Cergol Tool & Forgeworks Hatchet Review

Introduction

As one of my first endeavors into bowl and spoon making, I decided to purchase a nice hatchet. A hatchet would both suffice as a carving tool, but also as an outdoorsman’s tool. Further, it well made hatchet should last me for the rest of my life with good maintenance and careful use.

I learned about Aaron Cergol while researching hammers, but soon found his axe-work to be quite impressive. Communication with Mr. Cergol was easy and 16 weeks later, I had a hatchet in my hand. Let’s take a look at it.

Specs

Maker: Aaron Cergol
Materials: 5160 Steel and American Hickory
Weight: 2 Pounds
Length: 14 Inches
Place of Manufacture: Milwaukee, WI
Price: Varies

Packaging

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The hatchet was shipped USPS priority, insured of course. The box was branded with a small “Cergol Tool & Forgeworks” stamp above my address.

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Inside the box was an excess of packing material. This is a good thing. When I first saw the package and shook it around (as always), I heard no rattling.

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The hatchet itself was well wrapped in the red paper and did not suffer any damage during transit.

Ordering and Design

Cergol Tool & Forgeworks usually has a few items in stock on their website (here). They will have occasional sales that are posted on Instagram (here).

However, when I wanted to order a hatchet, I did not find a model on Aaron’s website that I wanted. Instead, there were a few examples on his Instagram that I liked. So, I sent him an email. Aaron was very helpful in the ordering process. He explained all the choices that I had, giving both pros and cons for each choice. He was never pushy and always responded quickly to emails.

My particular hatchet is made from 5160 steel. Aaron explained that 4140 would be tougher and would be better for a general purpose hatchet, but since I wanted something that could be used for carving, the finer edge that 5160 could take would be better. As for the handle, he makes them out of American Hickory. I was given the choice of an oval or octagonal handle. I chose an octagonal handle as it is a bit smaller and is supposed to be easier to hold.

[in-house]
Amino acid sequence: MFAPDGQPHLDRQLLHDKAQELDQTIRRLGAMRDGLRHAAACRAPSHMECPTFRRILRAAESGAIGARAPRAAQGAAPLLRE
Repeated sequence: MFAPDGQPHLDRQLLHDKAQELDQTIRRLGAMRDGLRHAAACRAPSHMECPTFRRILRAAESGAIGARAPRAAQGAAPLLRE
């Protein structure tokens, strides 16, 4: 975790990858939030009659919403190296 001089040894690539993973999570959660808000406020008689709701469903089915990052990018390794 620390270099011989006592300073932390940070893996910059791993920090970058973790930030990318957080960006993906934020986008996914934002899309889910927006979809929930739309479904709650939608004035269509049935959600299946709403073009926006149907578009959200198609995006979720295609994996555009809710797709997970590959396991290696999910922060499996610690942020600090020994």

If you’d like to order a tool from Cergol Tool & Forgeworks and don’t see what you want on the website, I’d highly recommend contacting Aaron Cergol directly. You can email him at: cergolforge@hotmail.com.

Fit and Finish

The hatchet comes in a nice leather sheath that is secured with rivets. It is not the most secure, and the hatchet can shift around in the sheath, but it cannot be wiggled out in any way.

The hatchet is held in by a snap enclosure affixed on a leather strap that goes over the open top. The snap is firm and secure, though the long strap makes undoing the snap a breeze. There is no belt loop on the sheath.

The inside of the sheath does is raw leather. One can see the trace marks that were drawn in for the sheath. On one side, there is a deep cut into the leather. I am not sure what these are from, although I don’t believe this detracts from its function.

The hatchet has a nice satin finish to it. I preferred this look over a blackened look and had asked for the hatchet to be made this way.

The handle is 12 inches long from the end knob to the shoulder and is fitted securely.

There is a bit of space near the poll of the hatchet, although the handle is much to wide to ever wiggle into that area.

The maker’s mark is a simple “CERGOL” near the poll. It is not obtrusive and, in my opinion, adds to the hatchet rather than takes away from it. It would appear as though the “L” was partially cut off either from the initial strike or from polishing.

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There are file marks along the hatchet head adding to the “working finish”. They are deeper in some areas than others, but, overall, do not stand out.

Functionality

I couldn’t wait to take this guy out and give it a good swing, so I headed into my suburban neighborhood backyard and took it upon myself to destroy a 4×4. The weight of the head is well suited for one handed swinging and I found the hatchet doing much of the work.

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When I  split the 4×4, the hatchet impacted a small pebble in the ground, giving the edge its first battle scar. The cutting edge folded a little. It was an easy fix though, with my Opinel Sharpening Stone (review).

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I choked up on the handle and worked at getting a few controlled cuts along the edge. I was happy to have chosen an octagonal handle as the handle was just right for my hand. Any bigger and it would have been harder to control the cuts.

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I’ll do add onto this review after I get some more time to use the hatchet.

Conclusion

Buying this hatchet has been a very personal experience for me. I was able to give input from the very beginning and, after receiving the hatchet, feel like “this is mine”. I have no doubt that the hatchet will service me very well in the years to come and will definitely be going back to Aaron Cergol for other hand-forged tools.

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